One of my teams will periodically see an activity update in their pull requests that is something like:
Updated pull request by removing 2 commits
This is followed by the list of commits that have been removed. In the case that I'm looking at, the team member does not know what they did to remove the commits.
Anyone have any ideas how this might happen?
Any history rewrite will do that. E.g., "git rebase" or "git commit --amend" or "git merge --squash" followed by a "git push --force".
No work is lost. It's just that old commits are being replaced with new commits after a rebase.
Also, if you're only seeing "Updated pull request by removing 2 commits" and never seeing newer entries of "Updated pull request by adding X commit(s)", that corresponds to someone doing something like "git reset --hard HEAD~2" and "git push --force" - in other words, backing out some changes through a history rewrite.
The rebase or squash cases are the most typical for seeing activity like this.
I suspect it happened as a result of a change to the target branch. Consider this example:
c1 --- c2 --- c3 <--- master
--- c4 <--- feature/A
--- c5 <-- feature/B
In this example, master is at commit c3, feature/A is at c4 and feature/B is at c5. Suppose you have 2 pull requests:
When PR1 is merged, the commit graph looks like this:
c1 --- c2 --- c3 --- c6 <--- master
--- c4 ---
--- c5 <-- feature/B
commit c4 is now 'on' master because it's in master's ancestry. At this point, PR2 would no longer introduce c4 on master because it's already there. Merging PR1 has changed the 'scope' of what PR2 would add to the target branch.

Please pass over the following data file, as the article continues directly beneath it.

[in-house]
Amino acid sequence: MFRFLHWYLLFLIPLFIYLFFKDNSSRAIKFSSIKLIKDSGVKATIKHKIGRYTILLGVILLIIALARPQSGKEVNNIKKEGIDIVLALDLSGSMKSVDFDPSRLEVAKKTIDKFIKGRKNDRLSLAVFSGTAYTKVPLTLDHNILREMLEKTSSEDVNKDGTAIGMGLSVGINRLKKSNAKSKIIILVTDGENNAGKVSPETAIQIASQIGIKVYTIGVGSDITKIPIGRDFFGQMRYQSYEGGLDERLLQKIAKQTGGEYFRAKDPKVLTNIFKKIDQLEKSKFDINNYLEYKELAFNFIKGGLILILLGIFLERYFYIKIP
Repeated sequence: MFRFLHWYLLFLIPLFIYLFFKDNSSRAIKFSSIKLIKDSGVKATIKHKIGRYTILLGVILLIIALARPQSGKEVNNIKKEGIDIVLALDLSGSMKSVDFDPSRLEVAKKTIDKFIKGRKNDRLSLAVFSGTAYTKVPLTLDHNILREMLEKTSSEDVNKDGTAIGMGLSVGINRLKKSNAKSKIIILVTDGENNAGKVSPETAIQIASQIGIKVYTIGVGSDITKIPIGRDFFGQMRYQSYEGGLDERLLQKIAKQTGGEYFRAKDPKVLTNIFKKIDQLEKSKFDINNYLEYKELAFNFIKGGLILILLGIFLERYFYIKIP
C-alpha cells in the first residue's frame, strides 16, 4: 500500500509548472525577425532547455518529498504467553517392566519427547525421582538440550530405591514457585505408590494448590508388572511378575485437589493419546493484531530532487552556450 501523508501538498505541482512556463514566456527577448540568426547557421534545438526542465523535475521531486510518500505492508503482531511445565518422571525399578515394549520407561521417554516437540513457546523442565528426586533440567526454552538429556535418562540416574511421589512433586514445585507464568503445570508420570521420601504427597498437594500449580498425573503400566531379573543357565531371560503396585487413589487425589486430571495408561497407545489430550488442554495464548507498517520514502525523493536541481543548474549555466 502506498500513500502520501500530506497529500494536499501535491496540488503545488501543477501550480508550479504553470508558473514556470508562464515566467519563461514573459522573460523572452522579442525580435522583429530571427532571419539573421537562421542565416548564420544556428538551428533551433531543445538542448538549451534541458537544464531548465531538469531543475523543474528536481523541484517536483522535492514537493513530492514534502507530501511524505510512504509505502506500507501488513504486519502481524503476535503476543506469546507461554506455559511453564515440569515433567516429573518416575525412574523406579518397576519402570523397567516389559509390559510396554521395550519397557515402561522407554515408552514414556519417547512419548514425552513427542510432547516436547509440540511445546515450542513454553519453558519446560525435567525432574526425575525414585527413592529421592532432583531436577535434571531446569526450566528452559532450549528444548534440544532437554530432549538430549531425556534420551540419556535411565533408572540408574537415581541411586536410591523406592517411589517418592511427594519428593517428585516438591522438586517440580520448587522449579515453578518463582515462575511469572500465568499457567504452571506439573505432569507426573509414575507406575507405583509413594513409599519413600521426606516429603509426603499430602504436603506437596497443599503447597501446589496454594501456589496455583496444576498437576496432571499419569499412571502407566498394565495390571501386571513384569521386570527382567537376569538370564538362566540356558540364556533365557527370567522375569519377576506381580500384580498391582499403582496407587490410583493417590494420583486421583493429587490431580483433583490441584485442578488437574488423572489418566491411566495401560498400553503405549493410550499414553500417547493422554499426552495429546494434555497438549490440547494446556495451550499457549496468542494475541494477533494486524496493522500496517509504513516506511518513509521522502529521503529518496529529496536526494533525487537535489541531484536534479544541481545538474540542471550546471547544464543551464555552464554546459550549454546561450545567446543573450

Note that this is not the only possible scenario. Other options are:
We just had this occur and I think I know why - basically what Michael said except related to pull requests and forked repos.
We had 2 pull requests with similar source both being merged into same destination branch. The act of merging pull request #2 caused commits to be showed as removed in pull request #1 by the user who merged pull request #2.
Let me explain:
We have repos hierarchy like this:
PRODUCT repo (master branch is prod)
|-- release 1 repo (develop branch is dev work)
|-- release 2 repo (develop branch is dev work)
We routinely take commits from release 1 that went to production and merge them back into the PRODUCT repo on the master branch.
This trickles down to the release repos as no one works on the master branch there.
We then create a pull request from the master branch to our develop branch in each release repos.
What happened is the developer created their own branch to merge the production code themselves and merged those commits to the develop branch.
Which has the side effect of removing those merged commits from the other pull request.
Hello! My name is Mark Askew and I am a Premier Support Engineer for products Bitbucket Server/Data Center, Fisheye & Crucible. Today, I want to bring the discussion that Jennifer, Matt, and ...
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